For me joining a new organization, it's comforting to know that Jay is across the street, I can tap into his knowledge and his historical perspective. So it's really a plus for me.
Another important aspect here is the platform that we have in front of us. The 100th running of the Indianapolis 500, opportunities for new presenting sponsorship, the ability to share this story in the commercial marketplace and attract new brands to invest in the sport and promote the sport is certainly goal number one.
I think we have a great story to share. I'm looking forward to sharing that and trying to stay aggressive as we go out and attract more brands and more commercial partners to the sport.
Finally I'm really humbled by the opportunity to join this team. The talent of the executive staff and the leadership that Mark brings is something that is well-known in our industry as we look at organizations. The opportunity to be part of this team, join the talent here, again, is very humbling. I'm appreciative of that opportunity.
THE MODERATOR: We'd be happy to take any questions.

Q. Jay, I know speaking with you after the season ended, you kind of looked at this as a dream job. What was it about this position that you really looked at as a dream job, one that you really wanted to take, where the responsibilities can be sometimes a major headache?
JAY FRYE: Well, I'm originally from Illinois. I grew up a huge fan of IndyCar, the Indianapolis 500. That was really one of the pieces. Earlier I talked to the group. I brought up kind of an interesting story. It's kind of funny.
We're all friends with Kenny Schrader. Kenny drove for us for six years. There were times when I would get frustrated with something, I'd talk to Schrader about things. At the end of the day he would say, When we did this, you rose your hand and said you wanted to do this, right? You decided to do it, make it happen.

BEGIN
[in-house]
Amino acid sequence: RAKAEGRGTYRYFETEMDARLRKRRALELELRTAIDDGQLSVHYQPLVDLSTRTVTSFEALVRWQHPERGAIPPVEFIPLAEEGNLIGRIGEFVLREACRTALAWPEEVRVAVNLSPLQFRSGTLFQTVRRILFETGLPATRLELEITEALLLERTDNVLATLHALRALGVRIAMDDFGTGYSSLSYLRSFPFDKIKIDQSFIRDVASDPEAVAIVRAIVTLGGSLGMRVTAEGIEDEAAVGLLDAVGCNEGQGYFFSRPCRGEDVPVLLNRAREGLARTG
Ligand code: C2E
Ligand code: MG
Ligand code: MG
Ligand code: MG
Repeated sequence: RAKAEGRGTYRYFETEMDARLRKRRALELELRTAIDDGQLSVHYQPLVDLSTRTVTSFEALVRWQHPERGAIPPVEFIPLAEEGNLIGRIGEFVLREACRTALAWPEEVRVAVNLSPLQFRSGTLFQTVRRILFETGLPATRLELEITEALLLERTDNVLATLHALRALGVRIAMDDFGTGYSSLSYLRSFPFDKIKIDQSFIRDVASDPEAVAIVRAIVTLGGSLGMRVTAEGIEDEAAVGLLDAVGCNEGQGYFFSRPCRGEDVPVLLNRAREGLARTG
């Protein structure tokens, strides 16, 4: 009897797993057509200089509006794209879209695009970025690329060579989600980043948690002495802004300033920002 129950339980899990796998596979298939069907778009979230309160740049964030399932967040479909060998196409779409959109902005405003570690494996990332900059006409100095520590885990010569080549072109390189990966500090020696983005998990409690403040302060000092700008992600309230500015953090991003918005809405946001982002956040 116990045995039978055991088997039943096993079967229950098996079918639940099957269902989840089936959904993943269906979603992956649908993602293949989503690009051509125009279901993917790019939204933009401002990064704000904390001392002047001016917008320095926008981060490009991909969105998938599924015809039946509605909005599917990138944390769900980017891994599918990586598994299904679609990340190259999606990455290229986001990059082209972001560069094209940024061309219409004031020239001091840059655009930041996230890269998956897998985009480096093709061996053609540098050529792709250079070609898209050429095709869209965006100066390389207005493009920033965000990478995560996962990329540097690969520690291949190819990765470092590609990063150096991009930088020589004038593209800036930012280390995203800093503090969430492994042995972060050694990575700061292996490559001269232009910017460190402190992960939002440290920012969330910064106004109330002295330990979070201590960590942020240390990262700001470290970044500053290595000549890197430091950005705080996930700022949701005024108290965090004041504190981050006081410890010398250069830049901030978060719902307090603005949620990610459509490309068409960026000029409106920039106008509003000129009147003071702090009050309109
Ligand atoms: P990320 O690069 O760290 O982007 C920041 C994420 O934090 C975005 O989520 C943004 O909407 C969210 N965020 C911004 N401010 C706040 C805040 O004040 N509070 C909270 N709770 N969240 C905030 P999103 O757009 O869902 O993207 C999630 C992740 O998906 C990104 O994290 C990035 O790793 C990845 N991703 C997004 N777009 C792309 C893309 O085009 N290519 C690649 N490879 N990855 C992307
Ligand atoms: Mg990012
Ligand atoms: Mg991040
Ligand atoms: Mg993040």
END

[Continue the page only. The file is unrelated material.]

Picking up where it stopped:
When I was fortunate enough when Mark asked me to do this, I think we have a great product, great teams, great people. It was an honor for me to raise my hand and say, I want to do this. I'm very enthused about this. I think we're going to have a lot of success.

Q. As far as some of the issues that are out there right now that kind of need to be decided upon, one is Honda with the aero kit situation. How soon do you think it will be till we have closure on that?
JAY FRYE: I'll let Mark respond to that.
MARK MILES: I'm on point on that at this point with the engineering staff. So I'll take that.
I think quite soon. We were in the wind tunnel again over the weekend. We have data looking at parts that Honda presented to us to review. I've had one meeting this week to look at all that. We have another one. I think you can expect quite soon we'll communicate with Honda and Chevy about our decisions.
You will recall this is not about the superspeedway configuration. This is about short ovals and road courses and streets. We think the work done in the tunnel last weekend was quality, clear, helpful, and will enable us to make some decisions very quickly.

Q. Jay, will the technical staff that's in place now stay in place? Will you add to it? Will you take anybody out? Also, is race control going to be one driver, one ex-driver, a panel of drivers like it's been? Do you have a clear-cut plan for that yet?
JAY FRYE: On the people, obviously we've been here for a couple years, so we have a good idea of what everybody does, what their roles are. One of the things we want to do with the league is make sure we have great people in positions.
I think we've got a lot of really good people. So it's yet to be determined on the roles. Maybe roles change, maybe things are moved, maybe the structure.
Again, like we said earlier, this is a great league with great people.
On the race control piece, we want to have the best that we can find. We want them to be racers. We want to provide them the tools, train them, have weekly follow-ups. We want to, again, try to take away the debate sometimes. Like we said earlier, there's always going to be debate. If we can minimize the debate and make race control more transparent in a lot of ways, that's what we plan to do.
THE MODERATOR: Seeing as we have no further questions, we will thank everybody for joining us today on the call and we'll wrap-up today's IndyCar media conference call.

FastScripts Transcript by ASAP Sports